A handful of lasting impressions come to mind when we consider our recent stay at Storm Mountain Lodge in Banff National Park, but it’s the raven we’ll remember most.
We were venturing along a snowy path (yes, there’s still snow in the Rockies!) from our tiny log cabin (yes, it’s as adorable as it sounds!) to the main lodge when the huge bird swooped alongside us. It was flying so close, I swear I could feel the wind off its thick black wings. But more than that, the curious creature turned its head, all big beak and shiny eyes, and looked intently at us before maneuvering expertly into the forest with a throaty “kraa, kraa.”
Given the high elevation of this remote setting on the edge of Canada’s oldest national park, our raven encounter shouldn’t have surprised us. After all, to visit Storm Mountain Lodge is to walk where birds fly. It’s part of the nest-like charm of the place.
For more than two decades, we’ve been road tripping past the historic mountain retreat — built for tourists in the early 1920s by Canadian Pacific Railway and home to a series of delightfully appointed miniature log cabins, wood-burning fireplaces and all. With the arrival of friends visiting from Europe, we finally had an excuse to experience for ourselves what has to be, upon reflection, one of the most cherished properties available to the public on the Alberta side of the Canadian Rockies.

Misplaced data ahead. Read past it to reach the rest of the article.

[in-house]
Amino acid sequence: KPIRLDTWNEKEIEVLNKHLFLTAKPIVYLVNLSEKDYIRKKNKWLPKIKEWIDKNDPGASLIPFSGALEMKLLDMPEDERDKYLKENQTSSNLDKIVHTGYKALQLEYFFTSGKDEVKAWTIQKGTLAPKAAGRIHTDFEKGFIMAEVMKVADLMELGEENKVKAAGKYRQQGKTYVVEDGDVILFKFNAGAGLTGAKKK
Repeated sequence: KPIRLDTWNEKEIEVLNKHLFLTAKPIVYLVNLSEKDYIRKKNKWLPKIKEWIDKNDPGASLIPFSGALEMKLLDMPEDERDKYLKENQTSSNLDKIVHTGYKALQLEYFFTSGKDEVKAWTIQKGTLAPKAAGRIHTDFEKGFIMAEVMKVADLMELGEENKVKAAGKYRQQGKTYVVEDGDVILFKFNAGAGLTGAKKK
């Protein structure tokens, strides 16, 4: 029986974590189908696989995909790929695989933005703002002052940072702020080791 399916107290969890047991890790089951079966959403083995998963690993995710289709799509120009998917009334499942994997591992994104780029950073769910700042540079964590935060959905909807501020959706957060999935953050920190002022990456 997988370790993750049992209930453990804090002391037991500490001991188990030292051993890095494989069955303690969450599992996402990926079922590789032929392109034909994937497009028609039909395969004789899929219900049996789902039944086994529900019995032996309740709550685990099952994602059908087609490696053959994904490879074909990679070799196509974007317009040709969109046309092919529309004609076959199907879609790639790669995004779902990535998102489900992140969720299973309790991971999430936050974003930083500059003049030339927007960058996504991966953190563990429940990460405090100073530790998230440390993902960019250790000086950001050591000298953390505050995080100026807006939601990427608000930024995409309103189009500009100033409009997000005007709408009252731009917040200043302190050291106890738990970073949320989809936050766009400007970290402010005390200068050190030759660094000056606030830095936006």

Kudos to lodge owners Kim Fraser and Steve Fear, along with general manager Cael Cook, for nurturing the property’s Canadian history and character while offering up delicious cuisine (elk carpaccio with birch vinaigrette, anyone?), comforting Canadian soundtracks as background music in the main lodge and dining room (including The Tragically Hip, Bahamas and Great Lake Swimmers) and a gift shop featuring quality Canadiana from around the country with items such as Alberta bison leather wallets (we may have splurged).
We’ll definitely be back. If not for a girls’ weekend, then a romantic getaway. Or maybe for a business retreat or a birthday celebration. Honestly, any reason will do — not the least of which is a chance to walk again where ravens fly.
— Kim Gray
*Editor’s Note: Our writer was a guest at Storm Mountain Lodge. This post was not reviewed or edited by the lodge before publication.